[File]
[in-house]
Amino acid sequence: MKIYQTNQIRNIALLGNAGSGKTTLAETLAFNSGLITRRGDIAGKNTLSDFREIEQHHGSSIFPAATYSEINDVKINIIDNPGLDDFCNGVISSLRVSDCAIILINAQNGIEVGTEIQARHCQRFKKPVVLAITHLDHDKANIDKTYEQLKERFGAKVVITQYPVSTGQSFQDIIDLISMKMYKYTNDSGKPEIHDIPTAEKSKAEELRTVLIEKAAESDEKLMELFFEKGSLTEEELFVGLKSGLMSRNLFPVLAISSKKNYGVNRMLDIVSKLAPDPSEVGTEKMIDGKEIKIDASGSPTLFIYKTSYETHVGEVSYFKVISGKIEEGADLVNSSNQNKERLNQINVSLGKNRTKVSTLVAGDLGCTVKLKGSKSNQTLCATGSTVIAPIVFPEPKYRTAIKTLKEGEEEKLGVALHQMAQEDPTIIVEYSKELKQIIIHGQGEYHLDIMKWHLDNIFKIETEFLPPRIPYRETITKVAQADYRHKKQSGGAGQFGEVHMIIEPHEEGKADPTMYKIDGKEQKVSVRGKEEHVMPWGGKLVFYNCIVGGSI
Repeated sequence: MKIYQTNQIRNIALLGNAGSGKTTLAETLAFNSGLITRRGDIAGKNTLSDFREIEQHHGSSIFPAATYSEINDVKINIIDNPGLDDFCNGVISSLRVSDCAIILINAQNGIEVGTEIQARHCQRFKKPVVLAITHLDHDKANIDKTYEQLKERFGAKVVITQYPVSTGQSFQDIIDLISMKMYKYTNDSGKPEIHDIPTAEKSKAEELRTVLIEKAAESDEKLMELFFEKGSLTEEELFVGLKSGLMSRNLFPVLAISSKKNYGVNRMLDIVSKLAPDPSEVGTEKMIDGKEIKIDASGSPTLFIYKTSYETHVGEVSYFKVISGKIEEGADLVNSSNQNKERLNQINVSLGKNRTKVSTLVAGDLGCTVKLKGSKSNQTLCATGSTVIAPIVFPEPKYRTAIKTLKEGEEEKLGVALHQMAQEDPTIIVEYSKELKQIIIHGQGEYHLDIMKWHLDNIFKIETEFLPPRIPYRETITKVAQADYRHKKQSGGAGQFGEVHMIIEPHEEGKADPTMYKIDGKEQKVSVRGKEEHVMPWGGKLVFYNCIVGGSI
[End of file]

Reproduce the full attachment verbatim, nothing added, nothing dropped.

[in-house]
Amino acid sequence: MKIYQTNQIRNIALLGNAGSGKTTLAETLAFNSGLITRRGDIAGKNTLSDFREIEQHHGSSIFPAATYSEINDVKINIIDNPGLDDFCNGVISSLRVSDCAIILINAQNGIEVGTEIQARHCQRFKKPVVLAITHLDHDKANIDKTYEQLKERFGAKVVITQYPVSTGQSFQDIIDLISMKMYKYTNDSGKPEIHDIPTAEKSKAEELRTVLIEKAAESDEKLMELFFEKGSLTEEELFVGLKSGLMSRNLFPVLAISSKKNYGVNRMLDIVSKLAPDPSEVGTEKMIDGKEIKIDASGSPTLFIYKTSYETHVGEVSYFKVISGKIEEGADLVNSSNQNKERLNQINVSLGKNRTKVSTLVAGDLGCTVKLKGSKSNQTLCATGSTVIAPIVFPEPKYRTAIKTLKEGEEEKLGVALHQMAQEDPTIIVEYSKELKQIIIHGQGEYHLDIMKWHLDNIFKIETEFLPPRIPYRETITKVAQADYRHKKQSGGAGQFGEVHMIIEPHEEGKADPTMYKIDGKEQKVSVRGKEEHVMPWGGKLVFYNCIVGGSI
Repeated sequence: MKIYQTNQIRNIALLGNAGSGKTTLAETLAFNSGLITRRGDIAGKNTLSDFREIEQHHGSSIFPAATYSEINDVKINIIDNPGLDDFCNGVISSLRVSDCAIILINAQNGIEVGTEIQARHCQRFKKPVVLAITHLDHDKANIDKTYEQLKERFGAKVVITQYPVSTGQSFQDIIDLISMKMYKYTNDSGKPEIHDIPTAEKSKAEELRTVLIEKAAESDEKLMELFFEKGSLTEEELFVGLKSGLMSRNLFPVLAISSKKNYGVNRMLDIVSKLAPDPSEVGTEKMIDGKEIKIDASGSPTLFIYKTSYETHVGEVSYFKVISGKIEEGADLVNSSNQNKERLNQINVSLGKNRTKVSTLVAGDLGCTVKLKGSKSNQTLCATGSTVIAPIVFPEPKYRTAIKTLKEGEEEKLGVALHQMAQEDPTIIVEYSKELKQIIIHGQGEYHLDIMKWHLDNIFKIETEFLPPRIPYRETITKVAQADYRHKKQSGGAGQFGEVHMIIEPHEEGKADPTMYKIDGKEQKVSVRGKEEHVMPWGGKLVFYNCIVGGSI